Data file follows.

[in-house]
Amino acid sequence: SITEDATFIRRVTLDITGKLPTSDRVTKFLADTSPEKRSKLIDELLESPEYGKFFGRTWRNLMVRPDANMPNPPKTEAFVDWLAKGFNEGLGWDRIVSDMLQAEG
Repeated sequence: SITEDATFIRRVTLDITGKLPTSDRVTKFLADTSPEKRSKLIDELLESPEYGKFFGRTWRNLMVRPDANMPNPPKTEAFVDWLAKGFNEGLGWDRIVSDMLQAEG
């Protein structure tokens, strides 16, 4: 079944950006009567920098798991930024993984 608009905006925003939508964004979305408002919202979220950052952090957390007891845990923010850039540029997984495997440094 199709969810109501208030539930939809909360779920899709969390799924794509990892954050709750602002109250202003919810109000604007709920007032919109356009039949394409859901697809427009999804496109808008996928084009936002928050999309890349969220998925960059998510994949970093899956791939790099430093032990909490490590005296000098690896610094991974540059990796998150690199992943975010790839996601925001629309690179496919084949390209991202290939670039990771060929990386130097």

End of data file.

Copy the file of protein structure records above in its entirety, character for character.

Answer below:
[in-house]
Amino acid sequence: SITEDATFIRRVTLDITGKLPTSDRVTKFLADTSPEKRSKLIDELLESPEYGKFFGRTWRNLMVRPDANMPNPPKTEAFVDWLAKGFNEGLGWDRIVSDMLQAEG
Repeated sequence: SITEDATFIRRVTLDITGKLPTSDRVTKFLADTSPEKRSKLIDELLESPEYGKFFGRTWRNLMVRPDANMPNPPKTEAFVDWLAKGFNEGLGWDRIVSDMLQAEG
């Protein structure tokens, strides 16, 4: 079944950006009567920098798991930024993984 608009905006925003939508964004979305408002919202979220950052952090957390007891845990923010850039540029997984495997440094 199709969810109501208030539930939809909360779920899709969390799924794509990892954050709750602002109250202003919810109000604007709920007032919109356009039949394409859901697809427009999804496109808008996928084009936002928050999309890349969220998925960059998510994949970093899956791939790099430093032990909490490590005296000098690896610094991974540059990796998150690199992943975010790839996601925001629309690179496919084949390209991202290939670039990771060929990386130097």